The reason Myers no doubt licked his chops when he read your post is that your New Year's resolution was rolled out as a full-time goal of virtually every English department in the U.S. in the 90s. It was a necessary corrective to the canonization process of the time, and the need to remain conscious of the politics behind canonization persists, but the idea itself has already been through so many cycles of debate that you risk sounding like a cliche. Of course, one could simply refer to the rest of your posts to determine that your thinking is broader than the cliche...

Andrew Seal said...

I responded on Myers's post with a rather lengthy but I hope not too intemperate comment.

I wasn't trying to avoid the obvious reply, and I wasn't really concerned with whether or not I was inviting it or walking into it or whatever; I'm not exactly afraid of being accused of not appreciating white men enough.

And I think I'm fairly aware of how run into the ground this debate is--I wasn't trying to add something new. This was just a personal expression of what kind of reader I want to be, and what kind of reader I never want to be.

But clichéd as it is, this debate still matters.

And if there's any irony left in the canon wars, it's that, despite the fulminations of conservatives about the neglect of Milton for Morrison, a liberal-minded kid like me could go through a contemporary English Department and come out feeling like what he really missed out on was contemporary literature from marginalized groups. I guess a liberal might say that I wasn't all that brainwashed after all, and a conservative would say (as Myers does) that all I got out of it was white guilt. Given that I did get my Milton and some other great literature besides, I think the conservative view might be just a touch inaccurate.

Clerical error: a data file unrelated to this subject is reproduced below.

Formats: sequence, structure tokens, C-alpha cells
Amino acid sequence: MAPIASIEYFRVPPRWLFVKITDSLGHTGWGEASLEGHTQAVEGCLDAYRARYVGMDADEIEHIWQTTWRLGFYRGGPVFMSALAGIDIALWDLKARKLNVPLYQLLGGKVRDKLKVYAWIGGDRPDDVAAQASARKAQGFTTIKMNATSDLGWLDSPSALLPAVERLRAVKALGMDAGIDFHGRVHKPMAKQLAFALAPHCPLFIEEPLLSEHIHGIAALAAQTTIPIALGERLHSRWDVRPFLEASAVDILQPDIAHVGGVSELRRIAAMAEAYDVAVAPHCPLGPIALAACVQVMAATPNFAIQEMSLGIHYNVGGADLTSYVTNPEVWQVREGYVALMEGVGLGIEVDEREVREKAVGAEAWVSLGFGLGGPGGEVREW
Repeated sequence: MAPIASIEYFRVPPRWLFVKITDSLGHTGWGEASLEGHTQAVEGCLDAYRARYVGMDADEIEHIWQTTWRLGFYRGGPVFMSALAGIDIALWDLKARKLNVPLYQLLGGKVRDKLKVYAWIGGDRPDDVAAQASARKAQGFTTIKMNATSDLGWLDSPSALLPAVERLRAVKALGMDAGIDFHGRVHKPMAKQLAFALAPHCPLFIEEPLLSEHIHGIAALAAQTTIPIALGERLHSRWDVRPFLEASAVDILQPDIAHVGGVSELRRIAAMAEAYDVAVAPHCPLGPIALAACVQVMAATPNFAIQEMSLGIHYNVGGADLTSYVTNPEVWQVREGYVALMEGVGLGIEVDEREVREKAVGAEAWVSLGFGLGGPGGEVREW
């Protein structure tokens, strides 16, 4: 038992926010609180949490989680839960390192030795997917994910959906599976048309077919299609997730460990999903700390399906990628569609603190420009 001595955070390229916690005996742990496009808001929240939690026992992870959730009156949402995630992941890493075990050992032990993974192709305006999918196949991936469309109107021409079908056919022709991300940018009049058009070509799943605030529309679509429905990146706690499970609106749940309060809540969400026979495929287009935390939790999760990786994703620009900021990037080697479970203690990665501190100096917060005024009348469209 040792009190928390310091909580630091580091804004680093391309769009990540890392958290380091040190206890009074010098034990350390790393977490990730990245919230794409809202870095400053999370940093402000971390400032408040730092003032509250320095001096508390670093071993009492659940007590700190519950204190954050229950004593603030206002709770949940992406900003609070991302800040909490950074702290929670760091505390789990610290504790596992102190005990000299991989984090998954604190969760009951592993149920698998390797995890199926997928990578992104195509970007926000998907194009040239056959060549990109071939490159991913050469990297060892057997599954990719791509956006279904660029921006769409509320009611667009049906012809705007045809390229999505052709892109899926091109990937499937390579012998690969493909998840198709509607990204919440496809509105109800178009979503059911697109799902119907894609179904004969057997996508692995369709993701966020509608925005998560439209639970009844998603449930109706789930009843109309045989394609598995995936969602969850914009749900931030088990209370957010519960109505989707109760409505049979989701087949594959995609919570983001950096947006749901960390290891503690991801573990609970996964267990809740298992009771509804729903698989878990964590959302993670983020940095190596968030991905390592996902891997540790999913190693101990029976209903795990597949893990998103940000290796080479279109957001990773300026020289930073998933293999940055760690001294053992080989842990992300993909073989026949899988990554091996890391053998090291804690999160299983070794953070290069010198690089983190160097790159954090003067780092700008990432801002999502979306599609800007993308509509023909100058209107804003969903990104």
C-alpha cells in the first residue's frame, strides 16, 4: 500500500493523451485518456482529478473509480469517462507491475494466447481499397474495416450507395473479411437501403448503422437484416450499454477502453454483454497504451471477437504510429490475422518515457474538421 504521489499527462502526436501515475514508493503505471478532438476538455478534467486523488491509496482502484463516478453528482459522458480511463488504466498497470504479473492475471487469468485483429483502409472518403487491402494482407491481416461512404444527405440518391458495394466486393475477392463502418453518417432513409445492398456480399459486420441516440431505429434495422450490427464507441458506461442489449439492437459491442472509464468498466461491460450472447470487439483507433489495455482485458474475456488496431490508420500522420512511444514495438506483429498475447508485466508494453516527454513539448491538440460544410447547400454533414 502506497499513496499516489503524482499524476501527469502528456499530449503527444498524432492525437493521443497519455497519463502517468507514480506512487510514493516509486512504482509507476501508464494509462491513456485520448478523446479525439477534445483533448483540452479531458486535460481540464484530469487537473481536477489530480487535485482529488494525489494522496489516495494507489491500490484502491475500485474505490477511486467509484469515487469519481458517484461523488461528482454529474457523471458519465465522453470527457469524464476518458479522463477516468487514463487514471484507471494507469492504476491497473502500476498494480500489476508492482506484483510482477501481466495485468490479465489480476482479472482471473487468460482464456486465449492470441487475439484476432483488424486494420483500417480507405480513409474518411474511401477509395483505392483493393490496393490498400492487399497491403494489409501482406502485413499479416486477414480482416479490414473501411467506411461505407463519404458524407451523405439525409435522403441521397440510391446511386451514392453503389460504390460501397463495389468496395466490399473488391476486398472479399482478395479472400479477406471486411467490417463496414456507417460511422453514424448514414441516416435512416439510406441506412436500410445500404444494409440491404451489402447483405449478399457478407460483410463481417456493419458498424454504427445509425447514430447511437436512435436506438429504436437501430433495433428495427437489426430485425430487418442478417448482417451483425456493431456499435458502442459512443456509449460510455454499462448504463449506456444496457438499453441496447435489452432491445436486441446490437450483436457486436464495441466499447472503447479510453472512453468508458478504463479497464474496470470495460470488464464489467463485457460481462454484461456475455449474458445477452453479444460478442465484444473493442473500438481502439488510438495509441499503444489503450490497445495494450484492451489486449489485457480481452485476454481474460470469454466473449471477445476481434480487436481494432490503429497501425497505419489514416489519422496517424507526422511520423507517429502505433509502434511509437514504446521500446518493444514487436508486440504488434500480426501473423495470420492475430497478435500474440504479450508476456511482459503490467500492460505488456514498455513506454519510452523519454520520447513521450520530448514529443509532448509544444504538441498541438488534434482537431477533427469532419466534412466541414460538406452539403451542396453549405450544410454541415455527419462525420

Richard said...

Oh, it's more than a touch inaccurate.

bianca steele said...

I worry more that I’m not reading American writers at all. By far most of the books I’d put on a list of the best of those I’ve read in the past few years are by British or Anglo-African authors. I worry that the overvaluation of (unquestionably excellent) writers like Roth and Bellow, but also Auster, Updike, and Pynchon, is in part to blame. (Dave Myers’ overvaluation of Dick seems too idiosyncratic to have resulted in any widespread cultural changes.) By now, the place where they start is so far from realities on the ground that they might just as well think in European terms as American. So among the next generation we might have openings for interesting new English novelists, but fewer for Americans who can’t become that “European.”

D. G. Myers said...

What does it mean to “appreciate white men”?—whether enough, not enough, or not at all.

Bianca,

You are probably right about my overvaluation of Philip Dick. Not mine alone, of course. The Library of America has also “canonized” him. One would like to talk about Dick’s fiction, though, and not merely resolve not to read it because, presumably, it was written by a “white American man.”

Andrew Seal said...

Richard,

I will certainly try to address both questions you raise in my future posts, but I think Myers & Kurp's tacit assumption that minority writers didn't write the "ordinary people doing ordinary things" fiction which Myers says he prefers is very overstated.